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Full Review: Maelstrom

Not Your Average Fish Tale
by Beck Finley

Guide Rating -  

 

In the tradition of other contemporary Canadian films--think "Naked Lunch" or "I've Heard the Mermaids Singing"--, Denis Villenueve brings us "Maelström". A rich blend of dark drama and sometimes funny, yet always startling images, Maelström is a brilliant morality tale as told by a fish. And not just any fish, but a bloody, chopped up fish whose tale is often interrupted by the deft cleaver of a gothic, monstrous fishmonger. Sound fishy to you?
Well, it's not.

The fish's tale is fascinating. It begins with an abortion, includes an accidental death and lots of deft coincidences, and then somehow magically ends in redemption. The heroine of our tale, Bibiane Champagne is brought to life in a stunning performance by Marie-Josée Croze. Showcasing talent that was sadly hidden in the likes of "Battlefield Earth," Croze gives Bibi a seemingly effortless range of emotions that entangles us even further in this story of loss and recovery.

What's so wonderfully believable about this film is its holistic approach in illustrating Bibi's life. From one scene to the next we're witness to the demise of Bibi's strength. From the abortion to the loss of her business, Bibi is stripped. The daughter of a celebrity, she goes from seemingly having it all to having nothing but guilt. Through this, however, Bibi remains so completely likable that one cannot help but hope she'll find her way out.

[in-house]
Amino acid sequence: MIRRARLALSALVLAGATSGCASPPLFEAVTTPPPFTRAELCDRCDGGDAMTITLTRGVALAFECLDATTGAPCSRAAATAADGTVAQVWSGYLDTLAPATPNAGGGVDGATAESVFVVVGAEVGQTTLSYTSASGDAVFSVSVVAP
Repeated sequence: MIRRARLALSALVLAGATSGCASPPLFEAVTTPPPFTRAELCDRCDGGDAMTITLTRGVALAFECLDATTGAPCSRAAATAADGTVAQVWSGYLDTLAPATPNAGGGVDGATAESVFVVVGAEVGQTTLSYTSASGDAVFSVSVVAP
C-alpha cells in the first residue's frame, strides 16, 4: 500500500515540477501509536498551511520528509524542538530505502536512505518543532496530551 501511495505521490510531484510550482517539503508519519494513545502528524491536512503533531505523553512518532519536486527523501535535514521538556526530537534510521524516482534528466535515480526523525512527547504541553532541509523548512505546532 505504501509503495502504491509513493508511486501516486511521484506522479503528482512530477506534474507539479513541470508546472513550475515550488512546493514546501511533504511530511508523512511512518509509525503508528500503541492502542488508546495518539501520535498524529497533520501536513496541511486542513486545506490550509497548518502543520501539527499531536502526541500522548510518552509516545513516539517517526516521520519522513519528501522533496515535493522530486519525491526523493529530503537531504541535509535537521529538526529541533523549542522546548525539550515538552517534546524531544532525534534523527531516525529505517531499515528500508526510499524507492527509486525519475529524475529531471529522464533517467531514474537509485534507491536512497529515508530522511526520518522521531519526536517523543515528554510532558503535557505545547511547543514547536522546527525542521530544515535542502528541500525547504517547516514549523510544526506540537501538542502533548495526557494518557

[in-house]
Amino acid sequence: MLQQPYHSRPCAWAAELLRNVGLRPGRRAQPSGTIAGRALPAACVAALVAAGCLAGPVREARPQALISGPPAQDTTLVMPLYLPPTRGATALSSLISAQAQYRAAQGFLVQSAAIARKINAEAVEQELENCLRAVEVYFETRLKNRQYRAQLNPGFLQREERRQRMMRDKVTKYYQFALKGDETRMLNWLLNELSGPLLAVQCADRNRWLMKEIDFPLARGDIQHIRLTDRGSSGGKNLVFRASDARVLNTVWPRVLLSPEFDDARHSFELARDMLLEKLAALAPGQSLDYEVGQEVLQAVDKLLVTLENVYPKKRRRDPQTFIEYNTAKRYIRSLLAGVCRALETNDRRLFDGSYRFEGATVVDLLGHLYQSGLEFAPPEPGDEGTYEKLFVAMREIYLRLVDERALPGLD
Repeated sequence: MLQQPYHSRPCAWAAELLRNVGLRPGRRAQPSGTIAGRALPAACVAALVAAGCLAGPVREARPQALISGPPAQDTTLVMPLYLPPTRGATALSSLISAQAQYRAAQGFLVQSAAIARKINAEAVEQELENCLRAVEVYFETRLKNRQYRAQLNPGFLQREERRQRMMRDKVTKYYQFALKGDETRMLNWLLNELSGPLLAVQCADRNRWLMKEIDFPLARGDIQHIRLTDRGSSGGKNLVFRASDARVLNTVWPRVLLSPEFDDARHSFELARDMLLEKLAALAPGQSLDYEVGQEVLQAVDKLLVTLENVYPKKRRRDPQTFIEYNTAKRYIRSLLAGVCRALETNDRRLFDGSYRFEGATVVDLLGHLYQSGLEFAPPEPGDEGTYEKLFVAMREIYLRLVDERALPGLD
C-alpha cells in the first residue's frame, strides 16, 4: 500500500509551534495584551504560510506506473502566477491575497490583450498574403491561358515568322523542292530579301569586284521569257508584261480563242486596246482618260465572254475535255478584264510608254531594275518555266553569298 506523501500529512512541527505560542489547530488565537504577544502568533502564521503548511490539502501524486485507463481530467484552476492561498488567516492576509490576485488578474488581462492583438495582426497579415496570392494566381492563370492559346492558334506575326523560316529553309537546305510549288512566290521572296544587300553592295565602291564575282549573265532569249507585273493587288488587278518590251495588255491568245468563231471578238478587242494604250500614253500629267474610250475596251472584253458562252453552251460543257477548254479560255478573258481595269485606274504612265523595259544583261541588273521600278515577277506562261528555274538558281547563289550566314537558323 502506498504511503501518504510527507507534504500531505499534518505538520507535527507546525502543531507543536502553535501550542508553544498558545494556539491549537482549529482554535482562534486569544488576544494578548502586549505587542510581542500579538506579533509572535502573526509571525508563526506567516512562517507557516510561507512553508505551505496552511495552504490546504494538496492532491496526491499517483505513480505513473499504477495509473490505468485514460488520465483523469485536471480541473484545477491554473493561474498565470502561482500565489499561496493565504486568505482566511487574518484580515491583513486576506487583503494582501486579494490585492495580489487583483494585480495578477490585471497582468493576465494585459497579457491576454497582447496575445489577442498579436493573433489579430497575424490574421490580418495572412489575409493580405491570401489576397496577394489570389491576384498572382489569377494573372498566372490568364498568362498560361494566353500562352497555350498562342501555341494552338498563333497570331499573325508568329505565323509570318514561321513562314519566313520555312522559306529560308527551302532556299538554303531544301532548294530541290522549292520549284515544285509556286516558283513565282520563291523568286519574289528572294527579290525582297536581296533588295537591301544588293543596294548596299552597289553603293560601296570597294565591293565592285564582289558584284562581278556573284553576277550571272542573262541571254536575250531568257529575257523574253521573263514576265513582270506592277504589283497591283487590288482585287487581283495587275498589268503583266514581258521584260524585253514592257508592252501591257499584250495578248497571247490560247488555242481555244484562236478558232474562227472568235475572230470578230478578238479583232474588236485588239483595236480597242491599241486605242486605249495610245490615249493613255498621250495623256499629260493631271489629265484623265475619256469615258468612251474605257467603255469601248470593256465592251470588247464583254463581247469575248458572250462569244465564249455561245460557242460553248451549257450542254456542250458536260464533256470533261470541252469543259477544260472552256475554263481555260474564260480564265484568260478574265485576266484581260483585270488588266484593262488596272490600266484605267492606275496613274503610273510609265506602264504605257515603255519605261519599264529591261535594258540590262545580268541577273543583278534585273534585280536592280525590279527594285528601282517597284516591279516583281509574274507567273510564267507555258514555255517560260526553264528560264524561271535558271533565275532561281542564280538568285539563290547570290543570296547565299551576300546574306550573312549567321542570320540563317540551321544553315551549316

Villenueve performs a thrilling balancing act. He artfully blends action with reaction, whimsy with despair, coincidence with motivation, and even French with Norwegian. For most of the narrative, Bibi's unspoken secret lies heavily on the story. Even the perceptive and natural Claire (Stephanie Morgenstern) cannot heal Bibi with her gentle touch. All is desperation. But then a pivotal change in point of view, and a scene involving the edibleness of octopus or the same stranger in two different locations proves that all of life is a delicate balancing act. The guilt carried over the death of one man, brings salvation from another.

 

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